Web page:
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Taking my MU2 to Europe (Mode S EHS etc)

Hi all,

I am a US pilot with a US registered MU2 and I’ve joined EuroGA to find out more about flying in Europe. I am deciding whether to bring my plane to England for 4-5 months at the end of this year for the purpose of flying around Europe as a tourist.

Are there are any operators of turboprops or jets on this forum? Their experience would be most directly applicable to my situation.

I have a lot of questions around required equipment, insurance, paperwork, flight plans, fuel, fees, airports, etc. From what I have read so far, it seems to much easier in the US by comparison that I want to study it a lot before I go.

Have I come to the right place?

Mike C.

KEVV

Definitely yes.

If you have the money and time to do it, I would really recommend it to you. It allows you to combine flying with seeing very interesting, very diverse places. At MU2 speeds, every flight hour will take you into completely different worlds.

Point is: there are loads if differences between flying in the US and in Europe. Actually, there isn’t even anything like Europe in this sense, because countries are a bit different one from the other.

One could write books abouts the differences. One user here (who is from the US) has now been based here for a couple of years, yet is still struggling with the adaption to European GA…;-)

But don’t let that discourage you. After all, it’s flying, and under IFR at least, it is basically doing what ATC says.

Flightplans are a bit different here.
Many airports require prior permission before you can fly there / park there.
Depending on where you fly, you will have to take “customs” and “immigration” requirements into account.
Overflight permits are only required for a few very eastern European countries.
No XM weather.

Last Edited by boscomantico at 11 Feb 16:08
Mainz (EDFZ), Germany

Although I am European I feel that the US attitude, which I happen to expose quite a bit, of hop in and go does work in Europe.

It does help to speak the local language and have a bit of a “systems view” onto things. Then you understand what a strange rule is supposed to be and can easier deal with it by either complying with it or creatively get around it.

Language related is another detail: in French and Spanish airspace the local language is used for IFR communication. Beware that in Spain there is some flexibility and not everything is being done by the book, eg. ATC may say “cancel IFR” when they want to ask a question. Similar things may happen on handover from one frequency to the next.

Frequent travels around Europe

Welcome to EuroGA mciholas ! (forum rules prohibit me from using your real name )

mciholas wrote:

it seems to much easier in the US by comparison that I want to study it a lot before I go.

Well, something new always seems “harder” than what one is used to …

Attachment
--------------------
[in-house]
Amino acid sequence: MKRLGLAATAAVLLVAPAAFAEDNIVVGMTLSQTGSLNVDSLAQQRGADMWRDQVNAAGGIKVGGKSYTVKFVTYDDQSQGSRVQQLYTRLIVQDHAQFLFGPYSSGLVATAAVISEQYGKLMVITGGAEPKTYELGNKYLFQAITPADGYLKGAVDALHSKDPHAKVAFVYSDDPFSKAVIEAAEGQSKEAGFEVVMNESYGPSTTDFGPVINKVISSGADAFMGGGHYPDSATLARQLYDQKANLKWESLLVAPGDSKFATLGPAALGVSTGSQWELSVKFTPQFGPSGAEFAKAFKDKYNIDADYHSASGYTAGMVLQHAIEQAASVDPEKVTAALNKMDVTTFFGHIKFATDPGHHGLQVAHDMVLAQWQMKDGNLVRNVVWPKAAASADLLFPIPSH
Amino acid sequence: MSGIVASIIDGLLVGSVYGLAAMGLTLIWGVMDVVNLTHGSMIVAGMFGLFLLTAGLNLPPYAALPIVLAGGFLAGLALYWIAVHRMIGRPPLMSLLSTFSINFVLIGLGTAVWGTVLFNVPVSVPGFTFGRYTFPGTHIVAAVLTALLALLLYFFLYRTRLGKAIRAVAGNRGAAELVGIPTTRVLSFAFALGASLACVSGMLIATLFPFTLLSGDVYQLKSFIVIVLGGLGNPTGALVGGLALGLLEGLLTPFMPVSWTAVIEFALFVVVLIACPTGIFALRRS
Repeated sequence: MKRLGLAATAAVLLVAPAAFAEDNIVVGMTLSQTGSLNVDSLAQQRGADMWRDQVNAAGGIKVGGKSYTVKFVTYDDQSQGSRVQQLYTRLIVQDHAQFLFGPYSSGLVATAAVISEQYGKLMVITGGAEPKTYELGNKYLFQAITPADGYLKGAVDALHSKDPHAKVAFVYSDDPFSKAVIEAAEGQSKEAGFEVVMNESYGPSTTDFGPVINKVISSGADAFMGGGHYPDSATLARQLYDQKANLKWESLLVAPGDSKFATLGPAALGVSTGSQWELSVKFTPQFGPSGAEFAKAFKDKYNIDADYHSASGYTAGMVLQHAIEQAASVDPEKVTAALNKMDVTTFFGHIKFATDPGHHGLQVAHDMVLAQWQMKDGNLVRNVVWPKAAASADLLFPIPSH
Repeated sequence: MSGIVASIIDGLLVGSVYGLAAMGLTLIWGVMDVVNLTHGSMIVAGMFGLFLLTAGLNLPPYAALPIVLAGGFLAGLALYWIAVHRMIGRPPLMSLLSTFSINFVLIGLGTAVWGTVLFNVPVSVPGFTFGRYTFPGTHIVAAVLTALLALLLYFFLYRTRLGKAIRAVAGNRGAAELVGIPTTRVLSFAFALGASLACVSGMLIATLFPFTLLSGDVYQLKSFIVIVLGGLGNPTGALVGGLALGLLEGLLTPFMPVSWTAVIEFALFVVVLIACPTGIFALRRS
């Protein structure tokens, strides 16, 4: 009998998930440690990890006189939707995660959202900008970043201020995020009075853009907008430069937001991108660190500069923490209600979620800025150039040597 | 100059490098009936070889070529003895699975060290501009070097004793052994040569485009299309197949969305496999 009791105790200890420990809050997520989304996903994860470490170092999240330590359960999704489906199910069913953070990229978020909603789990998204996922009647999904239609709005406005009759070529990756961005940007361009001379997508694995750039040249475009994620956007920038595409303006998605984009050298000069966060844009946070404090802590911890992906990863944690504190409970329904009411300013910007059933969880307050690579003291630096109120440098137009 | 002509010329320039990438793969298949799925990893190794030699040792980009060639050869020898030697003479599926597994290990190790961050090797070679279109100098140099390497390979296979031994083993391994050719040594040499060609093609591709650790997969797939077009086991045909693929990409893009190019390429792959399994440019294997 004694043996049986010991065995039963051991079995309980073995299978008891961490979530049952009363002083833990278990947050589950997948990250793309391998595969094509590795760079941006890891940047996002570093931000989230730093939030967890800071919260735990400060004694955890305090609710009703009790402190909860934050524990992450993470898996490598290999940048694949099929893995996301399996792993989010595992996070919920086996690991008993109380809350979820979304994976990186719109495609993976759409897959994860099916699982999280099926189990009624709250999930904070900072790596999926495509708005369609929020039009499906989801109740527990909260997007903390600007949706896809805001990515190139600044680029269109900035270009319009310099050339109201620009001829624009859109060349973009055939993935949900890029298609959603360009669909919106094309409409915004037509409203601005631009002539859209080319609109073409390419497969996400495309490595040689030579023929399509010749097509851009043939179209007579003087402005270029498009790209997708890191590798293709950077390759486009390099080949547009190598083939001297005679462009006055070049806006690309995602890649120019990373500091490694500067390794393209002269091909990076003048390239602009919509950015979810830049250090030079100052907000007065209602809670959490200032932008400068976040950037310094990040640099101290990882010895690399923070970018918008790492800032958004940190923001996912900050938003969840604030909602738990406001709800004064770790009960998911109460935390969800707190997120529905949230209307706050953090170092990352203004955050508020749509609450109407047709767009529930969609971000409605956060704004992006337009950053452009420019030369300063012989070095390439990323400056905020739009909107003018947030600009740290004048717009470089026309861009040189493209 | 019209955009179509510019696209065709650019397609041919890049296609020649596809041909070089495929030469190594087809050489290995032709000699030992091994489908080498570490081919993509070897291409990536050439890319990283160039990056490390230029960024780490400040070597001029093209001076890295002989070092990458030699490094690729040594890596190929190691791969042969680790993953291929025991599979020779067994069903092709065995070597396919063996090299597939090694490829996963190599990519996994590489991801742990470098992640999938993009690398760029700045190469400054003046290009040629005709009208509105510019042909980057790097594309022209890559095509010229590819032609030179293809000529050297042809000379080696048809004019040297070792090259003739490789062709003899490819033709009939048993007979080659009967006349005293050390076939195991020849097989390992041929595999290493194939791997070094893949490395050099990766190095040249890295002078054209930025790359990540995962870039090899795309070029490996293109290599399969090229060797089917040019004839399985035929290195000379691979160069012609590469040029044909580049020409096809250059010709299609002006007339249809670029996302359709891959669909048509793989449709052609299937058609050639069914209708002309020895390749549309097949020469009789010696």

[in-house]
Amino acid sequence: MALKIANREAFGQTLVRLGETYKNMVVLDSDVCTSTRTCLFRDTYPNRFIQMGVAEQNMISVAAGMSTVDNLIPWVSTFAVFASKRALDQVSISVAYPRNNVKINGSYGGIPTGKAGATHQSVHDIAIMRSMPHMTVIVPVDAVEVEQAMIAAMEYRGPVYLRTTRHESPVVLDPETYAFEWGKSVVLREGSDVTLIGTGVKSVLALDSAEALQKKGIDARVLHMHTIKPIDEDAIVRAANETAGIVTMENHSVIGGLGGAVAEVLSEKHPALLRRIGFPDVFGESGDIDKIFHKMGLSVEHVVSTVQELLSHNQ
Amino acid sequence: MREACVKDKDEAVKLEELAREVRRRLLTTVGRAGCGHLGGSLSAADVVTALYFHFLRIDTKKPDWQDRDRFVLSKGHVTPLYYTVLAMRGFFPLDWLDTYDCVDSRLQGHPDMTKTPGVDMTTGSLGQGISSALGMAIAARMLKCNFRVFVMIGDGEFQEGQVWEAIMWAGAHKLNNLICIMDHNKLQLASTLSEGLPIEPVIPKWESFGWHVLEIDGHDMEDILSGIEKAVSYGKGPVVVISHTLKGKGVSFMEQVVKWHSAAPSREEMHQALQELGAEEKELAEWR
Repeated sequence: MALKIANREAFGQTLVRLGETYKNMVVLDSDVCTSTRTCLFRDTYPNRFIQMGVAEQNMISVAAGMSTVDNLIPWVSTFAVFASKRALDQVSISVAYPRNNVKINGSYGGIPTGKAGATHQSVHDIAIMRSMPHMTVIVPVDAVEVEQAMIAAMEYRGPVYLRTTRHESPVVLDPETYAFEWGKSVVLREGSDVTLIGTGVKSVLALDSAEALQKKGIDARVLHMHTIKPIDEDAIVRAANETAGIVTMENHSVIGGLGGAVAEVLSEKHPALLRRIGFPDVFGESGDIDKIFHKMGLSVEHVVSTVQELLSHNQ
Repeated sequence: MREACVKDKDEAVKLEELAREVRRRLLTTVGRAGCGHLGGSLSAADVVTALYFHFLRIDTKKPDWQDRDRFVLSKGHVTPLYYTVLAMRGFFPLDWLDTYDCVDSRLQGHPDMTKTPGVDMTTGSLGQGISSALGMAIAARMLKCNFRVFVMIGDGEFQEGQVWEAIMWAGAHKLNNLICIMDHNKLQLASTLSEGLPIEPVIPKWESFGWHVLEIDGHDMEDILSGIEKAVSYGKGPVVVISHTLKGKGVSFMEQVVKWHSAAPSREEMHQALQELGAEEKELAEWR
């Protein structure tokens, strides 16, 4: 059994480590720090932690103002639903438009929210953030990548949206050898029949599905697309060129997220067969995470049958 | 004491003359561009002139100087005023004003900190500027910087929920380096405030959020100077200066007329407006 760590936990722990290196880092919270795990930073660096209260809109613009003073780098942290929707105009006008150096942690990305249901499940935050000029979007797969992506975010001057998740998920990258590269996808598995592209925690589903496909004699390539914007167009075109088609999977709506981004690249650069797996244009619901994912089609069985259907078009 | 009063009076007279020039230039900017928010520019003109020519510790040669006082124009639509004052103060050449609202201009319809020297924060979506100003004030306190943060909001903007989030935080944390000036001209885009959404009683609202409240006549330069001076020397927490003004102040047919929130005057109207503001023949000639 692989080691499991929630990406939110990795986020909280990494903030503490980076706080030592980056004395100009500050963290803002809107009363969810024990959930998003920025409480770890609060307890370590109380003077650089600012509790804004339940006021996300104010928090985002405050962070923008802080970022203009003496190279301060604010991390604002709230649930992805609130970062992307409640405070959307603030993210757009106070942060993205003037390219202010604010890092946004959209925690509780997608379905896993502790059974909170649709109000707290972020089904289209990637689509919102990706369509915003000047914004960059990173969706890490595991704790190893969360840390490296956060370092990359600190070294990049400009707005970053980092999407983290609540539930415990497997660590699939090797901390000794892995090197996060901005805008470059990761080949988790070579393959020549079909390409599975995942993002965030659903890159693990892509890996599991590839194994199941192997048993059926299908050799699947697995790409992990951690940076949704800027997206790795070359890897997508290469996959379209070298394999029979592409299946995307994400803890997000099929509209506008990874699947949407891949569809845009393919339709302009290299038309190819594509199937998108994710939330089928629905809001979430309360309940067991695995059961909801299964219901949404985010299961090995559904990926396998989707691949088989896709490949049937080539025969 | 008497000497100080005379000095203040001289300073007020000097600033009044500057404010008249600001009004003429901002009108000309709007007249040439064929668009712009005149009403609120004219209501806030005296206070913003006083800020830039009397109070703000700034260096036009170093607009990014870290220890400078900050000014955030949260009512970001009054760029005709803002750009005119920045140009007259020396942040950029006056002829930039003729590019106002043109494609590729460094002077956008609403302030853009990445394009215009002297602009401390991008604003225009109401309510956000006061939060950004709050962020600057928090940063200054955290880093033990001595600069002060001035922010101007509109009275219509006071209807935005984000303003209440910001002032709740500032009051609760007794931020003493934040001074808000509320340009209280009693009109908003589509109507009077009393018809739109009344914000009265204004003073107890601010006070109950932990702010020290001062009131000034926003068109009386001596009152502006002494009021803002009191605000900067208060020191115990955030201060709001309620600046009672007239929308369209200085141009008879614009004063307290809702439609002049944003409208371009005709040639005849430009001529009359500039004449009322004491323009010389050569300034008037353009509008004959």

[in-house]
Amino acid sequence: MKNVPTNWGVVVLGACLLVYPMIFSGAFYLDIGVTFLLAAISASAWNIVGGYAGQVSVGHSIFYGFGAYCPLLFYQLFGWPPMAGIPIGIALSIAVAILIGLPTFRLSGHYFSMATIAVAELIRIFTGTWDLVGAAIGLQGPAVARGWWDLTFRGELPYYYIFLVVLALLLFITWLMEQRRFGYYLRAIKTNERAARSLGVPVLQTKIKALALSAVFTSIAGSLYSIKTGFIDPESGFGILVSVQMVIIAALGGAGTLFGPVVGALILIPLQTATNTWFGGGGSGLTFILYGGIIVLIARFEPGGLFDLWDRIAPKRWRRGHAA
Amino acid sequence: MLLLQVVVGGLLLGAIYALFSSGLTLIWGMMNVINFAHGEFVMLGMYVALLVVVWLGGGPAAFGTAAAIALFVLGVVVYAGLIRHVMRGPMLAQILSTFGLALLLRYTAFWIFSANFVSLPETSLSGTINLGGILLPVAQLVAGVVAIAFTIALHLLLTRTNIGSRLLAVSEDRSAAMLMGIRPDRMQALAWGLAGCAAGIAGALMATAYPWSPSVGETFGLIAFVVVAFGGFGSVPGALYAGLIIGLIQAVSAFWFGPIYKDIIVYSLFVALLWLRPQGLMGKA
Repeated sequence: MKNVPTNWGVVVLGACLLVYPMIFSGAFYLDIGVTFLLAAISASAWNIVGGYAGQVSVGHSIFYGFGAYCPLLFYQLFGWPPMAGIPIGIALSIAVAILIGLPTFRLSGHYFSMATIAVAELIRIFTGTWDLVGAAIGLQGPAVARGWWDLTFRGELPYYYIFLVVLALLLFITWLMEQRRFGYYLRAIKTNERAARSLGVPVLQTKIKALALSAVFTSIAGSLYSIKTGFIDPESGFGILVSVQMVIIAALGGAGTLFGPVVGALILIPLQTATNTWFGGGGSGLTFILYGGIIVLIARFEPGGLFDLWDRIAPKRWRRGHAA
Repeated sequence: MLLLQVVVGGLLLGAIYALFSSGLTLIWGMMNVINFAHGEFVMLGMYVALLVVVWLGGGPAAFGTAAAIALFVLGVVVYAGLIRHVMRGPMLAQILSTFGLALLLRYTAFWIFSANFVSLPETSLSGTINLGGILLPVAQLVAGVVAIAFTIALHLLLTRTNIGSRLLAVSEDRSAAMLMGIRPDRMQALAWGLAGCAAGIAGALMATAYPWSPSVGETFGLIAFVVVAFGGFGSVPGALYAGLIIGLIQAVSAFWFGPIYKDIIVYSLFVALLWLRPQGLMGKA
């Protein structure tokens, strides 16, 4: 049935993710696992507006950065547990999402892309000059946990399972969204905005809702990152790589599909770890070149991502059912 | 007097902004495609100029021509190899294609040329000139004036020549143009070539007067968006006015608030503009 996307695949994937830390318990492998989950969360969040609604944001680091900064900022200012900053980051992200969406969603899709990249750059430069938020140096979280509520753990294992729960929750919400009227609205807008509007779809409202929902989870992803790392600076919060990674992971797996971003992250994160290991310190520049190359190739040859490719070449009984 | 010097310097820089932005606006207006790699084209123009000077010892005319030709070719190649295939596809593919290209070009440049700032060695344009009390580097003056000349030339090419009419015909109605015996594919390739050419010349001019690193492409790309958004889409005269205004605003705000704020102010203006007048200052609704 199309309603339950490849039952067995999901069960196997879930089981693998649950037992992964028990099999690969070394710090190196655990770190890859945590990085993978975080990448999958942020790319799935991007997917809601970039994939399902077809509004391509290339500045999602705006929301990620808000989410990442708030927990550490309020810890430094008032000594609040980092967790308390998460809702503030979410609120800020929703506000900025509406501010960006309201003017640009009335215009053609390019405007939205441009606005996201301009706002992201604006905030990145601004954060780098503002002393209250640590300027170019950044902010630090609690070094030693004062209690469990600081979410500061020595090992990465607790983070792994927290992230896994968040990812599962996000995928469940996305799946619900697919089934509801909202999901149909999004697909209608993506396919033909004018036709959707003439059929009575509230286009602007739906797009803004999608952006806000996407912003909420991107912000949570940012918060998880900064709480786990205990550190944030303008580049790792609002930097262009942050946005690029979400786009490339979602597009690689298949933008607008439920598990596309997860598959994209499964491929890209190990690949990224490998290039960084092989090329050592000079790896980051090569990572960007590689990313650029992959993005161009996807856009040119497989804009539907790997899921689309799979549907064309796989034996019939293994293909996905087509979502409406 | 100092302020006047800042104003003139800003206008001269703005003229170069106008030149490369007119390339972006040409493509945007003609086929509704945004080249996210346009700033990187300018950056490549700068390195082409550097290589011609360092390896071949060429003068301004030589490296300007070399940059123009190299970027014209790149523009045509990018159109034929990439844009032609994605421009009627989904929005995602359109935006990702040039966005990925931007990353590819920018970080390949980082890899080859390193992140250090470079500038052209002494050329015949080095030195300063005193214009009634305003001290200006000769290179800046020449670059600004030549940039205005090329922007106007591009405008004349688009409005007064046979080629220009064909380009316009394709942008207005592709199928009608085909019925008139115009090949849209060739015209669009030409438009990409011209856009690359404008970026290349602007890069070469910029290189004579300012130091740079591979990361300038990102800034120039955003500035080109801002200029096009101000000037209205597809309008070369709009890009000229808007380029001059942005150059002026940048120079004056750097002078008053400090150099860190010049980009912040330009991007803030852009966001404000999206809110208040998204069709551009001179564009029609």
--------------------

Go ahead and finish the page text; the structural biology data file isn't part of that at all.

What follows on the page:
Vincent in Pulp Fiction summed it up quite nicely :

But you know what the funniest thing about Europe is?
What?
It’s the little differences. A lotta the same shit we got here, they got there, but there they’re a little different

Last Edited by Michael at 11 Feb 16:41
FAA A&P/IA
LFPN

Hi Mike,

Drop me a message through the forum with an email and I am happy to arrange a time to discuss the issues you will face. As others have said, it is definitely worth doing but you have to understand some key differences particularly for IFR operations and planning.

Jason.

EGTK Oxford

Welcome Mike

I posted this in response to your query on Beechtalk

ATC, especially IFR ATC, is required to have English competence but as I said above, it can be variable. They use local language to local pilots but you don’t have to play along with that. I often get called in France with my callsign in French and I ignore such calls; they realise it on the 2nd or 3rd time.

Michael – You can call someone by their name if they used it themselves – see Mike’s initial post

Administrator
Shoreham EGKA, United Kingdom

“Beware that in Spain there is some flexibility and not everything is being done by the book, eg. ATC may say “cancel IFR” when they want to ask a question.”

In the US, ATC can’t drop an IFR flight, only the pilot can cancel IFR.

Is this different in Europe?

Hope not.

Surprises like that at 300 knots in unfamiliar airspace are no fun and can be quite disruptive.

Mike C.

Last Edited by mciholas at 12 Feb 05:53
KEVV

mciholas wrote:

In the US, ATC can’t drop an IFR flight, only the pilot can cancel IFR.

Is this different in Europe?

Hope not.


It’s not!

ESKC (Uppsala/Sundbro), Sweden

ATC cannot cancel IFR but sometimes it’s a language issue and has happened to me. From the context it was clear what was meant but it does create some confusion at first.

Frequent travels around Europe

As stated, ATC cannot cancel IFR for you (these IFR rules hardly differ between the USA and Europe) but when you have the occassional ATCO working right on the edge of his/her English language skills, misunderstandings are more likely to happen.

I have been flying IFR for 10 years and don’t recall getting this issue. What I do have problems with fairly often is being unable to understand some marginal pronounciations. In the cases I recall, my passengers could not work it out either so it wasn’t just me, although many people are much better than me with working out accents. Perhaps the most memorable cases were some French airports whose ATIS recording was virtually illegible; La Rochelle was one of them.

The main differences by far between USA and Europe are not when airborne. They are ground based operational things. Have a read through this for some tips.

Administrator
Shoreham EGKA, United Kingdom
89 Posts
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